A limited number of free non-invasive, simple to use stool screening (FIT) tests for underinsured or uninsured patients will also be available through the grant. These allow individuals to take a stool sample at home and send it to a lab for testing. The cost of both the test and the lab work is covered by the grant.

 

The availability of early detection screenings and follow-up services for all Maine residents is one of six goals identified by the Maine Center for Disease Control and Prevention’s Maine Cancer Plan 2016-2020.  Reduction of late-stage diagnosis of colorectal cancer has been identified as a high priority for the state. 

 

According to the Maine 2018 Annual Report on Cancer, the colorectal cancer incidence rate per 100,000 population (using data from 2015) was 44.1% in Aroostook County, significantly higher than the rates in Maine (35.7%) and in the U.S (38.1%). This report also shows that colorectal cancer is the fifth leading cause of new cancer cases.  Colorectal cancer incidence rates are significantly higher for women in Aroostook county (46.1%) as compared to women in Maine (33.6%).

 

The grant project will also help reduce barriers for community members without a primary care physician (PCP) to both connect to a practice and receive a colorectal screening. Having a regular primary care provider has a positive impact on a person’s long-term health.

 

“Aroostook County is home to some of the oldest and least healthy people in Maine,” said Dawn Roberts, Community Health Specialist, who is heading up this grant project.  “Screening for early detection of cancer as well as regular access to a primary care provider are both critically important for our region.“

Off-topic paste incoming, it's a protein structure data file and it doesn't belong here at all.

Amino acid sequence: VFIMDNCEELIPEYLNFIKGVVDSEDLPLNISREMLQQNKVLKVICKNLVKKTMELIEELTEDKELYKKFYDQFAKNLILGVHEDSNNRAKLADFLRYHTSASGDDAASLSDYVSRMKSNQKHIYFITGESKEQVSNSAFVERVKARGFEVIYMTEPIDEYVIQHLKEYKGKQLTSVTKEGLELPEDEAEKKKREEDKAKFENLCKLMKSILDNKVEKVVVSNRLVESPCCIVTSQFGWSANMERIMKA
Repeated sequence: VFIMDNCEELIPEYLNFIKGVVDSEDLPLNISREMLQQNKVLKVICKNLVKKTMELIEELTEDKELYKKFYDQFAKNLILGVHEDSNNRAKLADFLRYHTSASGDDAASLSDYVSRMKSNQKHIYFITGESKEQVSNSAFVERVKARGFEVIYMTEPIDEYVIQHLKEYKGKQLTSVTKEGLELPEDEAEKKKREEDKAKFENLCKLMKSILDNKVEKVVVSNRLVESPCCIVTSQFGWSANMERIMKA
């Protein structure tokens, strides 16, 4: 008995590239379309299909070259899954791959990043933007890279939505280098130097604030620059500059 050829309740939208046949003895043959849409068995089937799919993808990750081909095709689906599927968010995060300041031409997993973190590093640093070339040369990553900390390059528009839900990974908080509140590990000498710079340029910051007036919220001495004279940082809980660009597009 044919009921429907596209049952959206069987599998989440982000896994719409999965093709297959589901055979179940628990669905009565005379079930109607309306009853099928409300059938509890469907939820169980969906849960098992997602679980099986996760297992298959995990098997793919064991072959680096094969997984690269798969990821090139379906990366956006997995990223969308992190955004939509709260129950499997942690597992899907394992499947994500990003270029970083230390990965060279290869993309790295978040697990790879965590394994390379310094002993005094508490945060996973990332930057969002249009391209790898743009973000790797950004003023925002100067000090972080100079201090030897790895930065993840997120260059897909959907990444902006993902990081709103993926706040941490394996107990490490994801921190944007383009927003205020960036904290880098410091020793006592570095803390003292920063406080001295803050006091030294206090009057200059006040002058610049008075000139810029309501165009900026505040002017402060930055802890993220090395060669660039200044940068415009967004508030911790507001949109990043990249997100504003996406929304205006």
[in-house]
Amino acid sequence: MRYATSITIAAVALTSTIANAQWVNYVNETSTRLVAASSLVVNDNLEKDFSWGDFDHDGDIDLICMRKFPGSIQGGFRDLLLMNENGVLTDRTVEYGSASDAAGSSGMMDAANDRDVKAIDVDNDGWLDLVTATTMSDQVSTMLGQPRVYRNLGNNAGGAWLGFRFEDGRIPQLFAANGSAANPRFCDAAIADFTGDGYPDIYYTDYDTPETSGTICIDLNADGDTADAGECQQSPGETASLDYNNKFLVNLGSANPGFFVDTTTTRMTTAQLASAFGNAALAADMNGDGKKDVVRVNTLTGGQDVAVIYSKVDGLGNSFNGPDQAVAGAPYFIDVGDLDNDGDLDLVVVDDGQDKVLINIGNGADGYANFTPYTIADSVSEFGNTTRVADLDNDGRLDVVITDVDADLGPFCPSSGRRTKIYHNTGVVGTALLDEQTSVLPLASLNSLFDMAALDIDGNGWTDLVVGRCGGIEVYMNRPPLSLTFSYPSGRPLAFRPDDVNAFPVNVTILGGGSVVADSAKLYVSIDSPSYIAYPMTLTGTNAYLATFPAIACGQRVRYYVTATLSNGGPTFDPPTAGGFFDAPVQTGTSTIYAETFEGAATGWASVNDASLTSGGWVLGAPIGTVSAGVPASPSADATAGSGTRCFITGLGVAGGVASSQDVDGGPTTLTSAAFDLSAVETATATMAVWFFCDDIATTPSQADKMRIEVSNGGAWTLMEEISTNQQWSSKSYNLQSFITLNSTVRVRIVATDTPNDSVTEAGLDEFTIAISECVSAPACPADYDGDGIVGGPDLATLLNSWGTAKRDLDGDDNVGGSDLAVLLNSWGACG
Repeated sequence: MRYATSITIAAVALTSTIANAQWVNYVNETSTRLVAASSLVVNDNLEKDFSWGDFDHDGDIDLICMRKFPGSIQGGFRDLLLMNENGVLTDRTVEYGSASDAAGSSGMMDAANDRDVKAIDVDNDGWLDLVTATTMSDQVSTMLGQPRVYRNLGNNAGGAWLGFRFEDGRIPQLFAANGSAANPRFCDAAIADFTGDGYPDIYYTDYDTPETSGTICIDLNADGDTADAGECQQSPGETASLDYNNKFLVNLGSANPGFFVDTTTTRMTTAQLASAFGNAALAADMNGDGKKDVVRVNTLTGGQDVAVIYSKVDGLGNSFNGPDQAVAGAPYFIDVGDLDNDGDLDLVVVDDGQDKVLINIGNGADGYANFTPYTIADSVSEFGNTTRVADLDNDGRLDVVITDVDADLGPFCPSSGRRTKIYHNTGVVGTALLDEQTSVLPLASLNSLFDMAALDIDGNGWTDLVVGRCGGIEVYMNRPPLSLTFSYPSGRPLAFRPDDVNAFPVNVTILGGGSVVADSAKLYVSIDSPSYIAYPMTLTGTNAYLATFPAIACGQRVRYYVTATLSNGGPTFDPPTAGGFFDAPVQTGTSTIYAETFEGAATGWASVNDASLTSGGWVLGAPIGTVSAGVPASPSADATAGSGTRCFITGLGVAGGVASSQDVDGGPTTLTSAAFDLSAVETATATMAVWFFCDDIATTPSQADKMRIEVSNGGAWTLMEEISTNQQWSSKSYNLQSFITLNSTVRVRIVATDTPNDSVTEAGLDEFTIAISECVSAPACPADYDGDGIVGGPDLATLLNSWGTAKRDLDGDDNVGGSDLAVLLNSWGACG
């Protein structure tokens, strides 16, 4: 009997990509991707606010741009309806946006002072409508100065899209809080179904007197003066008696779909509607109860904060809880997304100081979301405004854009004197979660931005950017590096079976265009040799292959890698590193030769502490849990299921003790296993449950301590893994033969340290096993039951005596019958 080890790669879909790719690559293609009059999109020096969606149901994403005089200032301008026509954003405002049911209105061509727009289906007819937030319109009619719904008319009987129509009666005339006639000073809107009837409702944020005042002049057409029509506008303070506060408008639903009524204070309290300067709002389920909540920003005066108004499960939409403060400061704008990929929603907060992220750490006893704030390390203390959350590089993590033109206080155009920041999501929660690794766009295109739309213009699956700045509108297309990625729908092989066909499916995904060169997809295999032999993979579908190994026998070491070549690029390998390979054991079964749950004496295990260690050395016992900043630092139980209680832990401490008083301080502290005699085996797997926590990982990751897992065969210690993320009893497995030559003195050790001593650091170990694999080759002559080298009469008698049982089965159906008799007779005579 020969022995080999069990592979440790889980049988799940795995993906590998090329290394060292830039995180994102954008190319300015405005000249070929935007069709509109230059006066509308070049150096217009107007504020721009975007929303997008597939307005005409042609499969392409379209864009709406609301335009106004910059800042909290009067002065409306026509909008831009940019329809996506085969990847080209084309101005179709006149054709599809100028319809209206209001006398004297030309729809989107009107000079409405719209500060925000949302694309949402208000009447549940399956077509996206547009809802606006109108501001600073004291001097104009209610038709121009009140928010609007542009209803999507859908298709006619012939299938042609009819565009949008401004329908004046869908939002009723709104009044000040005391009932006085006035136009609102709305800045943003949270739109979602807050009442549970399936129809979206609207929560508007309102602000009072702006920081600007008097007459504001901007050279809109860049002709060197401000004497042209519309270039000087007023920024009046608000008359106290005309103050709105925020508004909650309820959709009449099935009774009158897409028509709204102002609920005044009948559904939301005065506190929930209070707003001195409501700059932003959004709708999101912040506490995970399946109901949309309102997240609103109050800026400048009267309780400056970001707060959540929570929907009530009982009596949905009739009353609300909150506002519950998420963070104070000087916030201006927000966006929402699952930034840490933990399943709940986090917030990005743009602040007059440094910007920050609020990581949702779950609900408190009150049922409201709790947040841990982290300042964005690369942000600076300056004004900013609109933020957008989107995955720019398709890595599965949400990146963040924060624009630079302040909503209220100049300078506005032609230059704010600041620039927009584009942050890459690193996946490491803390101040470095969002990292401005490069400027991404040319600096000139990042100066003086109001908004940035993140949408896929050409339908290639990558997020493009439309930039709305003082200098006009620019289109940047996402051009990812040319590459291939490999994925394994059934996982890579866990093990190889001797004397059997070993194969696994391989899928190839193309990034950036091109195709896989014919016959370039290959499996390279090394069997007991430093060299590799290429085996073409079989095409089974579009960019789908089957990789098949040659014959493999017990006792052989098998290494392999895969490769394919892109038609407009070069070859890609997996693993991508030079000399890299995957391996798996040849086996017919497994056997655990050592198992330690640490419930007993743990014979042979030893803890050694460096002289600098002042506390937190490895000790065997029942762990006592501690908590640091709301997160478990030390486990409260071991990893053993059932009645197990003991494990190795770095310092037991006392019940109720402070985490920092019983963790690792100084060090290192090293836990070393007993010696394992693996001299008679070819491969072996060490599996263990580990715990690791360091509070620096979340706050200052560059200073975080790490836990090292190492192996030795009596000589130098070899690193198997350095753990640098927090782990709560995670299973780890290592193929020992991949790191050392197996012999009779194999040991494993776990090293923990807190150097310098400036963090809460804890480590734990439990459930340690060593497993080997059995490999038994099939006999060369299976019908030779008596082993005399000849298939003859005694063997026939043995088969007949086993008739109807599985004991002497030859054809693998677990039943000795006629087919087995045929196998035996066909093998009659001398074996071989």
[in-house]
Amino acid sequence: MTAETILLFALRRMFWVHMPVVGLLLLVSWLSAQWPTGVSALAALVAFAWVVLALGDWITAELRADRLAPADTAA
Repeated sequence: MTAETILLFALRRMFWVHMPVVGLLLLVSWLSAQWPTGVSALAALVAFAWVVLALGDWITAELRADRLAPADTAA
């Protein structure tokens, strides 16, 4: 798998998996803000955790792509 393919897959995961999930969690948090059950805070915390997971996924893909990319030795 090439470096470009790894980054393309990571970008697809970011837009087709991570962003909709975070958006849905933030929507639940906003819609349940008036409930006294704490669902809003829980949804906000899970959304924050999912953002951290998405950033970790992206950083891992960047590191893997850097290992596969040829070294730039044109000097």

AR Gould Hospital is partnering with the Aroostook County Action Program (ACAP) with this project. Individuals who are found to have barriers to healthcare will be referred to ACAP for assistance. They will be offered a voucher for a free stool screening FBOT/FIT test as an incentive to see a provider and aided in scheduling an appointment with a PCP to complete the screening follow-up. Uninsured/underinsured patients that have a positive FOBT/FIT and require a diagnostic colonoscopy will receive ACAP assistance to access to Insurance and will be connected to the hospital’s patient services for care navigation.

 

 

###

 

 

About the Maine Cancer Foundation Grant

Maine Cancer Foundation’s grant is offered as part of their ongoing Challenge Cancer 2020 initiative, aimed at reducing cancer incidence and mortality in Maine. They have awarded over $11 million since 2015 in support of this initiative, focused on prevention, early detection and screening, and access to care for all Mainers. To learn more about Maine Cancer Foundation, visit www.mainecancer.org, or contact Katelyn Michaud, katelyn@mainecancer.org, 207.773.2533.